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12 Best TV Shows of 2017 So Far

From the Young Pope to the Black Lodge – the cream of the TV crop that’s already made 2017 a banner year for the small screen

We’re only halfway through 2017 – and in so many ways, these past six months that have felt like years. But what a strange and wondrous time for TV it’s been, with so many different kinds of shows breaking new ground, inventing new genres, spinning new stories. Week after week, the sheer abundance of crucial TV can be dizzying. But these 12 shows are the best of the best – a lean, mean and dirty dozen. From the Young Pope to the Black Lodge, from surreal science-fiction theology to foulmouthed comedy, these are the year’s most rewarding TV creations so far.

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‘Feud’ (FX)

Bette Davis vs. Joan Crawford: the ultimate Old Hollywood beef, brought to life by Ryan Murphy. And he cast the only legends who could have played these roles: Jessica Lange and Susan Sarandon. Bette and Joan always clashed – when Davis became the first woman to win the American Film Institute’s lifetime achievement award in 1977, Crawford had to upstage her by dying a few weeks later. (That’s the old-school equivalent of releasing your music on streaming platforms the day your enemy drops her new album.) Since I’m a ride-or-die bitch for Bette Davis, I could quibble that Feud makes this rivalry look a lot more equal than it was – Baby Jane or no Baby Jane, Joan was never in Bette’s league, never even close. (That scene in Old Acquaintance where Bette strangles Miriam Hopkins? Sheer magic!) But Lange is so tragically regal as Crawford – a cracked actress who knows the glory days are over but steels herself to fight dirty for every scrap of fame she has left.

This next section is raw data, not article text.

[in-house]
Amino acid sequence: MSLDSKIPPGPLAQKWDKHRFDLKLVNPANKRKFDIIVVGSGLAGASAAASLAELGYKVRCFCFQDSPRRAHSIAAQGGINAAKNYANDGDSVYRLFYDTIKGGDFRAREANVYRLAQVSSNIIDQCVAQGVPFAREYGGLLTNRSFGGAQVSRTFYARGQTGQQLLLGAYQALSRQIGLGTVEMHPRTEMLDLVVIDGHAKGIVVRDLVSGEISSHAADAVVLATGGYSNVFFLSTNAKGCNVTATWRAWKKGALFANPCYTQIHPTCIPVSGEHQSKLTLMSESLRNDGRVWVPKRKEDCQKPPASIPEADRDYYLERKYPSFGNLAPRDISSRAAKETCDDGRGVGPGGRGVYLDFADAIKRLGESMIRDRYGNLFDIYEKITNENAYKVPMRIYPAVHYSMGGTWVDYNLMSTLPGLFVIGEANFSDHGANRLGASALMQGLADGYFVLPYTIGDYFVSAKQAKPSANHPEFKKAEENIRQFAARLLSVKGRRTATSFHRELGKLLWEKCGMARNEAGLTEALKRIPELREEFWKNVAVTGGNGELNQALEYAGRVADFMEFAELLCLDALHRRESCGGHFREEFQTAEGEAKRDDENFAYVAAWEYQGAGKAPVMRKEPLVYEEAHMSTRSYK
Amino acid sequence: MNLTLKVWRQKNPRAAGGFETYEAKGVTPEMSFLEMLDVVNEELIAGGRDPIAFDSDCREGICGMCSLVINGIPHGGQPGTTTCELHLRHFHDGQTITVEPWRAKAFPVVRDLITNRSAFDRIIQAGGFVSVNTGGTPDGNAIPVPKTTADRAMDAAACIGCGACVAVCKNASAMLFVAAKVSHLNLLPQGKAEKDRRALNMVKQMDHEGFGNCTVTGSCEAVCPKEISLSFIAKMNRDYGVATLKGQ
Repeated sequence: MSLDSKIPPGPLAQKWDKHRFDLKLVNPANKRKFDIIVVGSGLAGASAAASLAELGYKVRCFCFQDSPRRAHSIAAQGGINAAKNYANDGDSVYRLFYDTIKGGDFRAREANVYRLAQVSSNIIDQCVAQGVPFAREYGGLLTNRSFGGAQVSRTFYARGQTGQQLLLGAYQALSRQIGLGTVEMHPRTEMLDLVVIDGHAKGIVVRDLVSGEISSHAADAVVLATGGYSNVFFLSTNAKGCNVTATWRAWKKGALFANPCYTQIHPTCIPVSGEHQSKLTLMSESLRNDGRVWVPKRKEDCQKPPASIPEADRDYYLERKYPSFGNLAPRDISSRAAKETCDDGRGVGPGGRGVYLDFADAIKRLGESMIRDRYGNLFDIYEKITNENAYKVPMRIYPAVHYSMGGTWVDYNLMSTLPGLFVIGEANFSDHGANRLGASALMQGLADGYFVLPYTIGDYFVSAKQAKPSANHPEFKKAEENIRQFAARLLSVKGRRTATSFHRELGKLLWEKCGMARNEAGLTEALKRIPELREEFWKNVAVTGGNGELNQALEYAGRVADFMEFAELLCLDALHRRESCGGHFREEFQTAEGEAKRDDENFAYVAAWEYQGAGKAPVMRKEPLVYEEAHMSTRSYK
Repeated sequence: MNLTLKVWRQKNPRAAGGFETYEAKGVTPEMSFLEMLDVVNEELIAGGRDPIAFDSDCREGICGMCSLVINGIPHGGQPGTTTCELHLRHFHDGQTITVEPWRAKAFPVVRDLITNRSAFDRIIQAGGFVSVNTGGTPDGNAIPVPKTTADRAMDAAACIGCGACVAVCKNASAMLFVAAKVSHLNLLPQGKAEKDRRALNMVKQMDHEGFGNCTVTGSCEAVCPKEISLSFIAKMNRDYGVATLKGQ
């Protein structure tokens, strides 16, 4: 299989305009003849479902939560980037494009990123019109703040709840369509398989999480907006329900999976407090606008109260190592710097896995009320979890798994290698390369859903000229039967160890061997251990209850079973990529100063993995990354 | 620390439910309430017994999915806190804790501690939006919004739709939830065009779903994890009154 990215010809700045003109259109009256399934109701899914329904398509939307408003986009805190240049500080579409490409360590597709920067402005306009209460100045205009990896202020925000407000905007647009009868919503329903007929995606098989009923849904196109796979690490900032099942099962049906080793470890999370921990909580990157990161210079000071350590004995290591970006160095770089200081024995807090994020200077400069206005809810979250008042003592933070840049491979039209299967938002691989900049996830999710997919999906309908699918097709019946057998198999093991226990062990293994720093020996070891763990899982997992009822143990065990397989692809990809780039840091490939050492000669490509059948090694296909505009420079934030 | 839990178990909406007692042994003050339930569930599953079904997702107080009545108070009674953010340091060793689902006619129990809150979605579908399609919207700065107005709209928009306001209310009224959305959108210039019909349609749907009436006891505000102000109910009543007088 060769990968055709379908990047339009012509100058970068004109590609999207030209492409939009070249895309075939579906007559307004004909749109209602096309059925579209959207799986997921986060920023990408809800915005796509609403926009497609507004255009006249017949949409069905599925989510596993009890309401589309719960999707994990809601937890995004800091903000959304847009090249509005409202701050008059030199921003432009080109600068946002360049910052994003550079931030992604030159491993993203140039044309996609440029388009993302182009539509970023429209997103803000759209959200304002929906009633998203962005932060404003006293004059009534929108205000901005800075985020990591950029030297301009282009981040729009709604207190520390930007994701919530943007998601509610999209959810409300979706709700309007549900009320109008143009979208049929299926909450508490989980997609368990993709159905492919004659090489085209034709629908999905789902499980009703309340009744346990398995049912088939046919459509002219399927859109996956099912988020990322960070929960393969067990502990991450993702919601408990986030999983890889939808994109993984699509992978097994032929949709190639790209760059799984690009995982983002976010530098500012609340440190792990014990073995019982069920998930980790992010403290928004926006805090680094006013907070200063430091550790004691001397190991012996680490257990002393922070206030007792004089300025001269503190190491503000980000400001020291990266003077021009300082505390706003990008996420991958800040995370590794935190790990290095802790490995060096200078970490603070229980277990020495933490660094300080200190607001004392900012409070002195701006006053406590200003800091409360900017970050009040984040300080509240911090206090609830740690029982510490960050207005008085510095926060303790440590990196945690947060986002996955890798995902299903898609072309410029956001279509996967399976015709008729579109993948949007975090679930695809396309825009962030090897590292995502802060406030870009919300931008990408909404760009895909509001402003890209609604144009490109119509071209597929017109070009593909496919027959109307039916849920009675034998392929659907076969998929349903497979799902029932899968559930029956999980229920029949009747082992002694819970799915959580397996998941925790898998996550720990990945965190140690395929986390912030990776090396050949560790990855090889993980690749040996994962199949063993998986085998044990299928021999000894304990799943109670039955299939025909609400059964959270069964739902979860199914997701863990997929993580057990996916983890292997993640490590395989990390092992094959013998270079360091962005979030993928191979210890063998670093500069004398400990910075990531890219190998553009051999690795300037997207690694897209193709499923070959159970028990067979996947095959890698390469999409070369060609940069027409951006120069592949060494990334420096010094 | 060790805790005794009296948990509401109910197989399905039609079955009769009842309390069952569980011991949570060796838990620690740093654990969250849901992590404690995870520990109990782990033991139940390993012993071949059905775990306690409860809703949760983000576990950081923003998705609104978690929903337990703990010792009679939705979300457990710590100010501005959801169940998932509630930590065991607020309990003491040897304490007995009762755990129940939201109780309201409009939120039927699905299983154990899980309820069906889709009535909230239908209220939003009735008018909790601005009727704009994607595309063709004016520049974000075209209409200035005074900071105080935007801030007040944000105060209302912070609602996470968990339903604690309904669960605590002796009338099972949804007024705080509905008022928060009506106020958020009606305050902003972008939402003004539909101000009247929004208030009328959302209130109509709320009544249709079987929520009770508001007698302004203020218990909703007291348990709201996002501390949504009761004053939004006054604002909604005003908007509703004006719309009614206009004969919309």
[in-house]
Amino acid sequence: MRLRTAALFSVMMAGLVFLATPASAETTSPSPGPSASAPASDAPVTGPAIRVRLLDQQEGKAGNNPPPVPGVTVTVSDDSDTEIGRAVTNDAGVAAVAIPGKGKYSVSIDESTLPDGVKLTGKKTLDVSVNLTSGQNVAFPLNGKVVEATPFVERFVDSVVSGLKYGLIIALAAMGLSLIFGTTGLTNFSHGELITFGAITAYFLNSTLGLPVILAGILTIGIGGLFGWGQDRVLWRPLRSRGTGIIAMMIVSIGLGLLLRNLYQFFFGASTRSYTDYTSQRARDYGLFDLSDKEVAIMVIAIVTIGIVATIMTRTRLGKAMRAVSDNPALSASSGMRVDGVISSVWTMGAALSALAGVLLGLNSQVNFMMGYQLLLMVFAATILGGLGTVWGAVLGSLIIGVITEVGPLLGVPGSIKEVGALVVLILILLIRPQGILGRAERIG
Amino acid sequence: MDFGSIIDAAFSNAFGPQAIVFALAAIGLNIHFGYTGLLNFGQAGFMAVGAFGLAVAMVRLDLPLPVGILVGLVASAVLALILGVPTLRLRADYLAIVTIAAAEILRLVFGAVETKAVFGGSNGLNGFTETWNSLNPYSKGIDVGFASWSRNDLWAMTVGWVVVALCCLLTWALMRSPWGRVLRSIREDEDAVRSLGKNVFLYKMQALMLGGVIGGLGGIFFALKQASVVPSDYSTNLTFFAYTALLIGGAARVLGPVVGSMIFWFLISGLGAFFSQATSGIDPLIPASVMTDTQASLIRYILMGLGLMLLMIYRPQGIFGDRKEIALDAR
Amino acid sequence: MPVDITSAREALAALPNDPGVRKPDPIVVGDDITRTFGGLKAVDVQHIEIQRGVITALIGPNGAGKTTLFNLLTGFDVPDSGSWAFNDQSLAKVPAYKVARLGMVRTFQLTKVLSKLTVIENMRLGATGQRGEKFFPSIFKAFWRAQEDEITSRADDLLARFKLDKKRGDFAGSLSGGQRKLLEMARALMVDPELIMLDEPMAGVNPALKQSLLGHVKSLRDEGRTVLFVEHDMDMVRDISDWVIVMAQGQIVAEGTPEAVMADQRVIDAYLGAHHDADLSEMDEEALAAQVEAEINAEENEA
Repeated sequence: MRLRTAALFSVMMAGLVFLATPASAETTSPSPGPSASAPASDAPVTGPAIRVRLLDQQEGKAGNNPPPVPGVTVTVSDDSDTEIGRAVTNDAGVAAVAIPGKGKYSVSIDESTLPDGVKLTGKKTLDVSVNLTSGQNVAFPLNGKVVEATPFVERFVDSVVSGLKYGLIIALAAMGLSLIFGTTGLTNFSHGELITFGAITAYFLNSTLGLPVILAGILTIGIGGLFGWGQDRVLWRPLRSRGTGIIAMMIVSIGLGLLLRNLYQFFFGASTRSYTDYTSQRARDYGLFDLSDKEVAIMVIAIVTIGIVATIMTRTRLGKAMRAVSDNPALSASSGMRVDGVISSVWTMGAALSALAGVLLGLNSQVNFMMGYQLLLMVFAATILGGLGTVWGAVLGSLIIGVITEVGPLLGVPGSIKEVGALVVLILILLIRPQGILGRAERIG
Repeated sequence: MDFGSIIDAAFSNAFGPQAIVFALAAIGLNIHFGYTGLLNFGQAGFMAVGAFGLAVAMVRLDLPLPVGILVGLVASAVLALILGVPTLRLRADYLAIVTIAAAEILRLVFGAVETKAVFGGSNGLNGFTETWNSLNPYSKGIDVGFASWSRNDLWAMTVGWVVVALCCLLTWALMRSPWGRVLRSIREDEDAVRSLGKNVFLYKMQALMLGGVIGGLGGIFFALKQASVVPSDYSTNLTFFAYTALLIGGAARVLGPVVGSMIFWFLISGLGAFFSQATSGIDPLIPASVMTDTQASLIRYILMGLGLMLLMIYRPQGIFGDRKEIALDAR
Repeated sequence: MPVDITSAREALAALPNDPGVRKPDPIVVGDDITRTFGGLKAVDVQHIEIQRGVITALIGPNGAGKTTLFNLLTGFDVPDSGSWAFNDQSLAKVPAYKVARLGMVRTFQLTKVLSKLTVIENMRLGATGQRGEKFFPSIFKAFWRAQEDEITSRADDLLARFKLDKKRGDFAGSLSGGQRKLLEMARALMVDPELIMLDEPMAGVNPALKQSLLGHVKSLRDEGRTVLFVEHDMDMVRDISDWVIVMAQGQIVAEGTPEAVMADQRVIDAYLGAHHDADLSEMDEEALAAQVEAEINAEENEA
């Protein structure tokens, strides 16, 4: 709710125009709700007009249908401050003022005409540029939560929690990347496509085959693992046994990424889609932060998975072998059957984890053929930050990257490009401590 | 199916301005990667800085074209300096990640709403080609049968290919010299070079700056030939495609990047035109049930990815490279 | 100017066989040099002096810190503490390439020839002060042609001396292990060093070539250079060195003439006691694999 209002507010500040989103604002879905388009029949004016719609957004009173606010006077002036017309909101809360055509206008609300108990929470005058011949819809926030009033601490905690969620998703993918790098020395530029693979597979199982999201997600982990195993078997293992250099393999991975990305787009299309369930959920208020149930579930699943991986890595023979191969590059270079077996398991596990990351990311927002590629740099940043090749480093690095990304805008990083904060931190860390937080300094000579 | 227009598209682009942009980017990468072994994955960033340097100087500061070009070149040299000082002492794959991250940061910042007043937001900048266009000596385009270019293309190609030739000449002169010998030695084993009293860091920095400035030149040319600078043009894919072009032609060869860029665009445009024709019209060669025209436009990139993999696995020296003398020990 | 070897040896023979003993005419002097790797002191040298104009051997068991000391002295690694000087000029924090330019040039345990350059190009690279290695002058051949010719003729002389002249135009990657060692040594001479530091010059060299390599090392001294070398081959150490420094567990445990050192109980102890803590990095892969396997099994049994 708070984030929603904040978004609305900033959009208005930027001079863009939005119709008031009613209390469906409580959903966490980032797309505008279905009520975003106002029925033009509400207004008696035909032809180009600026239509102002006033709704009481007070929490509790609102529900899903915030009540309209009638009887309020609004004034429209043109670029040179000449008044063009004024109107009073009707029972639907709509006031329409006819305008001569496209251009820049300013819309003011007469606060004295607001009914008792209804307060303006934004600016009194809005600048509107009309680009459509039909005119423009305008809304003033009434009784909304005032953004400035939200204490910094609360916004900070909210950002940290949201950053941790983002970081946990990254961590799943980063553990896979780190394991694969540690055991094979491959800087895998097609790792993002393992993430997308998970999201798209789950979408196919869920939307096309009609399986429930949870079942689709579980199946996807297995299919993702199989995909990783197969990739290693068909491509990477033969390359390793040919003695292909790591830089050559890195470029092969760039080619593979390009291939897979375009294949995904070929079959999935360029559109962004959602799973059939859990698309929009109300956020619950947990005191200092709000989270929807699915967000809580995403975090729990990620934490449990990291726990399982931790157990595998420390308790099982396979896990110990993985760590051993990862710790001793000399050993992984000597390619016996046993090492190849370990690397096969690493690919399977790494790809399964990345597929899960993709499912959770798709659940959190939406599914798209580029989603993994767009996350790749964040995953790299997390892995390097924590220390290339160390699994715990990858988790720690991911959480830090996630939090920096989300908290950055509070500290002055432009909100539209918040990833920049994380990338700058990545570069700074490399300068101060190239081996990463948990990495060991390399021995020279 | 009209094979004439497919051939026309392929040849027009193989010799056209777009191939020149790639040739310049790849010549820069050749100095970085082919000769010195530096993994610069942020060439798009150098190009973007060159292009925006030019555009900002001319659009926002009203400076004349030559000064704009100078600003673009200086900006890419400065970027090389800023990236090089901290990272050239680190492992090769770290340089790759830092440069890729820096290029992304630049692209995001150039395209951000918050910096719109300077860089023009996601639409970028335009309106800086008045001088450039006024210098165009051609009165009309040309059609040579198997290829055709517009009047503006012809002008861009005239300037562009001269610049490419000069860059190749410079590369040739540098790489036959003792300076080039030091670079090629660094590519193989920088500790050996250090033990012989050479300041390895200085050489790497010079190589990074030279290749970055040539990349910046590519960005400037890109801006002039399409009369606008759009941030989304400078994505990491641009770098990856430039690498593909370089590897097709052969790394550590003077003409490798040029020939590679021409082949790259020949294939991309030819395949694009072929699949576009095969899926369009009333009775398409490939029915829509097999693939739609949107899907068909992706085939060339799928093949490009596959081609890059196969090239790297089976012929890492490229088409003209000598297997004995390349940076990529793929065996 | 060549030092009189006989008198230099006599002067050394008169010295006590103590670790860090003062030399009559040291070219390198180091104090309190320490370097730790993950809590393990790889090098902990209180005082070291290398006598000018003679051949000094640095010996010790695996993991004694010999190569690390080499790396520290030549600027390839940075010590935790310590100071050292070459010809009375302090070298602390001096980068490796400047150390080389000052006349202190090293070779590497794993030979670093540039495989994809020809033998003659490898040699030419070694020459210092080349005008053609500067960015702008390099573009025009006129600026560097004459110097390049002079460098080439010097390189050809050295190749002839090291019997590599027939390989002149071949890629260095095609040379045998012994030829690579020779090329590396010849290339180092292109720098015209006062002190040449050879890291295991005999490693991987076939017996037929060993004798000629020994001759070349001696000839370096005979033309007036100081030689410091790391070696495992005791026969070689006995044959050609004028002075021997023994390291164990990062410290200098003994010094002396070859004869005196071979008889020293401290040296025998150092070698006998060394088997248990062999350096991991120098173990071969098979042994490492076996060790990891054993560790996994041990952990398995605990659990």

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‘I Love Dick’ (Amazon)

A cheap holiday in other people’s misery. Jill Soloway follows up Transparent with a totally different kind of love story, one that isn’t about family ties at all – it’s set in the Lone Star state’s fictional Marfa Institute, a small-town Texas artists’ retreat full of sex and gossip. Kathryn Hahn is the indie filmmaker who was just passing through town, until she finds herself falling madly in lust with Kevin Bacon, the cowboy/sculptor who’s the Colonel Kurtz of this place. The actor struts around saying ludicrously pompous things like “I haven’t read a book in 10 years – I’m post-idea,” making all the lovesick ladies wonder if he’s deep and mysterious or just a bit thick. (Jordan Catalano Syndrome takes so many forms.) If you’ve ever lived in one of these towns, it’s a kick to see I Love Dick get the details so painfully right, especially in its landmark fifth episode “A Short History of Weird Girls,” where a host of female characters reveal their sexual histories. Based on Chris Krauss’s cherished 1997 novel, it’s an acerbic satire of brilliant people with dumb hearts.